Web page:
# 8.3: Completing the Square

In Introduction to Radical Notation, we showed how to solve equations such as (x^2 = 9) both algebraically and graphically.

[egin{aligned} x^{2} &=9 x &=pm 3 end{aligned} onumber ] Note that when we take the square root of both sides of this equation, there are two answers, one negative and one positive.

A perfect square is nice, but not required. Indeed, we may even have to factor out a perfect square to put our final answer in simple form.

[egin{aligned} x^{2} &=8 x &=pm sqrt{8} x &=pm sqrt{4} sqrt{2} x &=pm 2 sqrt{2} end{aligned} onumber ] Readers should use their calculators to check that (-2 sqrt{2} approx -2.8284) and (2 sqrt{2} approx 2.8284).

Now, let’s extend this solution technique to a broader class of equations.

Example (PageIndex{1})

Solve for (x : (x-4)^{2}=9)

Solution

Much like the solutions of (x^2 = 9) are (x = ±3), we use a similar approach on ((x−4)^2 = 9) to obtain:

[egin{array}{rlrl}{(x-4)^{2}} & {=9} & {} & color {Red} { ext { Original equation. }} {x-4} & {=pm 3} & {} & color {Red} { ext { There are two square roots. }}end{array} onumber ]

To complete the solution, add (4) to both sides of the equation.

[x=4 pm 3 quad color {Red} ext { Add } 3 ext { to both sides. } onumber ]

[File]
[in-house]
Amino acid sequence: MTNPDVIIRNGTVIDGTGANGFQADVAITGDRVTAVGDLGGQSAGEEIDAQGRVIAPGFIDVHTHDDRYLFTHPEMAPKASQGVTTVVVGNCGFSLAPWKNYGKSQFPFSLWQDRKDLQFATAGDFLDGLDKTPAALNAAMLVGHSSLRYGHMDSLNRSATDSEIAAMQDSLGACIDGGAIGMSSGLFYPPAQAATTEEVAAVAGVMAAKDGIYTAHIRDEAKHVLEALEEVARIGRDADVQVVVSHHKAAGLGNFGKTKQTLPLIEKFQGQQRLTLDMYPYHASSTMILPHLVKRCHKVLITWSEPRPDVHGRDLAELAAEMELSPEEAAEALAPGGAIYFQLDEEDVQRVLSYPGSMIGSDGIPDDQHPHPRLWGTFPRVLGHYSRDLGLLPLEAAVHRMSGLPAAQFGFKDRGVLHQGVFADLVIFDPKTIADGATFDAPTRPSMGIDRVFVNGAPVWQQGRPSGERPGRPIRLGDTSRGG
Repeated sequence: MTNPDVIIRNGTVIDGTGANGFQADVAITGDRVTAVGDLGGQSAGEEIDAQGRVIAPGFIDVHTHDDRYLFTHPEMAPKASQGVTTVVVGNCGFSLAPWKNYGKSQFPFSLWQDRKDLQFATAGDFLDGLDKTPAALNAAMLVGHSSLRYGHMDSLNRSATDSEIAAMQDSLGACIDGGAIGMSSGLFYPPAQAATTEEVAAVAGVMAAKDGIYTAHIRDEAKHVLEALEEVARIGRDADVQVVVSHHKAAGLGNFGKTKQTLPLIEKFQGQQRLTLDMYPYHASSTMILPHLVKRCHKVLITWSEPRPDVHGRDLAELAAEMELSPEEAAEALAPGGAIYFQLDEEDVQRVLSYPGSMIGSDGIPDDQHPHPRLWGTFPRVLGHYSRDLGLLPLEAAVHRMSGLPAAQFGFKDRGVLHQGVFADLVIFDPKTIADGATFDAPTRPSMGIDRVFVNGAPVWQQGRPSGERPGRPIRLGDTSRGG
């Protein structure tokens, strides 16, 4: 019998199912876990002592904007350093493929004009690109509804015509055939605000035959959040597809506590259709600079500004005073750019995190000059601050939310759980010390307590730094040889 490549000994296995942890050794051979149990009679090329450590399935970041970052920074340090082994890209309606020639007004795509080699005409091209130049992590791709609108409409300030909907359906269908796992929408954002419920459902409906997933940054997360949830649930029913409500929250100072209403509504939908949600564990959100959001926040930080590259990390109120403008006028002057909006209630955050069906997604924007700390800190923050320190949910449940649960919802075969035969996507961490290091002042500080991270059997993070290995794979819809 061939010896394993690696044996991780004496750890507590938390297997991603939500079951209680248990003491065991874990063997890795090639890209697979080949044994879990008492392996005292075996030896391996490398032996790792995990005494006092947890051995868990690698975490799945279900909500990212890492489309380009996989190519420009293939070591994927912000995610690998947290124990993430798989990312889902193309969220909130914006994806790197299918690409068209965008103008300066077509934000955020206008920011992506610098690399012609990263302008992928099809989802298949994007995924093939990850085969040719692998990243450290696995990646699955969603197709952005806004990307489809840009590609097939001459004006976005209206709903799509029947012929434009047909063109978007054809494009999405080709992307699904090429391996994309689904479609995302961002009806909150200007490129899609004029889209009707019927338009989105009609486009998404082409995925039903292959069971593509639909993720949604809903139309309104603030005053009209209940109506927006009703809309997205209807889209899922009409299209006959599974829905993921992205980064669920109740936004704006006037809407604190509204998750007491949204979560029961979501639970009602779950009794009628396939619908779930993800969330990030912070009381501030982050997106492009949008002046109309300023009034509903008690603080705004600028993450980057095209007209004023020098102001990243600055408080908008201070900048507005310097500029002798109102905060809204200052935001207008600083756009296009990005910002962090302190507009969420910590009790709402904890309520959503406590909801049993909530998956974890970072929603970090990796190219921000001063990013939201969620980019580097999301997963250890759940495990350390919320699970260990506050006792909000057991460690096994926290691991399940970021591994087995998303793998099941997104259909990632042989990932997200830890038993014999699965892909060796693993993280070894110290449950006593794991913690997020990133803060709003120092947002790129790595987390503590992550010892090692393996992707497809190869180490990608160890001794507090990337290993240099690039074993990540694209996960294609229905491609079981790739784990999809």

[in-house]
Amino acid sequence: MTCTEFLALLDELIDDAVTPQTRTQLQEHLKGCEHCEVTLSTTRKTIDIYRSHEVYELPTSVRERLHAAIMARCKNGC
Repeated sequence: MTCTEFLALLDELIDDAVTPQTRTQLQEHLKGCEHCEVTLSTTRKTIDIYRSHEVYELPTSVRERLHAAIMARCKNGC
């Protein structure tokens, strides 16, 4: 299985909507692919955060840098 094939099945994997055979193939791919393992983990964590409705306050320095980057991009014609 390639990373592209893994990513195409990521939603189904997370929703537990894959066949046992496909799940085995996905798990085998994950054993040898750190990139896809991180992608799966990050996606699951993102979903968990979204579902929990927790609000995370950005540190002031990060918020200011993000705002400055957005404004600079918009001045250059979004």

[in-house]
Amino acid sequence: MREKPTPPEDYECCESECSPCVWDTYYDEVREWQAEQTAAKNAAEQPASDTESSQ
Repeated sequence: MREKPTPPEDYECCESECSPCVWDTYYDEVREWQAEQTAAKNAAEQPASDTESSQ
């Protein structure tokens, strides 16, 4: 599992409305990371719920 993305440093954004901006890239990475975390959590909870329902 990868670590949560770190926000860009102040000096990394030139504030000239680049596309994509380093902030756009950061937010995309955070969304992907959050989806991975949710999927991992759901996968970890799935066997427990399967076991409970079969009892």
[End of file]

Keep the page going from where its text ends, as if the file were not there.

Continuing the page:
Note that this means that there are two answers, namely:

[egin{array}{l}{x=4-3} {x=1}end{array} onumber ]

or

[egin{array}{l}{x=4+3} {x=7}end{array} onumber ]

Check: Check each solution by substituting it into the original equation.

Substitute (1) for (x):

[egin{aligned}(x-4)^{2} &=9 (1-4)^{2} &=9 (-3)^{2} &=9 end{aligned} onumber ]

Substitute (7) for (x):

[egin{aligned}(x-4)^{2} &=9 (7-4)^{2} &=9 (3)^{2} &=9 end{aligned} onumber ]

Because the last statement in each check is a true statement, both (x = 1) and (x = 7) are valid solutions of ((x−4)^2 = 9).

Exercise (PageIndex{1})

Solve for (x :(x+6)^{2}=10)

(-2), (-10)

In Example (PageIndex{1}), the right-hand side of the equation ((x−4)^2 = 9) was a perfect square. However, this is not required, as the next example will show.

Example (PageIndex{2})

Solve for (x :(x+5)^{2}=7)

Solution

Using the same technique as in Example (PageIndex{1}), we obtain:

[egin{array}{rlrl}{(x+5)^{2}} & {=7} & {} & color {Red} { ext { Original equation. }} {x+5} & {=pm sqrt{7}} & {} & color {Red} { ext { There are two square roots. }}end{array} onumber ]

To complete the solution, subtract 5 from both sides of the equation.

[x=-5 pm sqrt{7} quad color {Red} ext { Subtract } 5 ext { from both sides.} onumber ]

Note that this means that there are two answers, namely:

Check: Check each solution by substituting it into the original equation.

Substitute (-5-sqrt{7}) for (x):

[egin{aligned}(x+5)^{2} &=7 ((-5-sqrt{7})+5)^{2} &=7 (-sqrt{7})^{2} &=7 end{aligned} onumber ]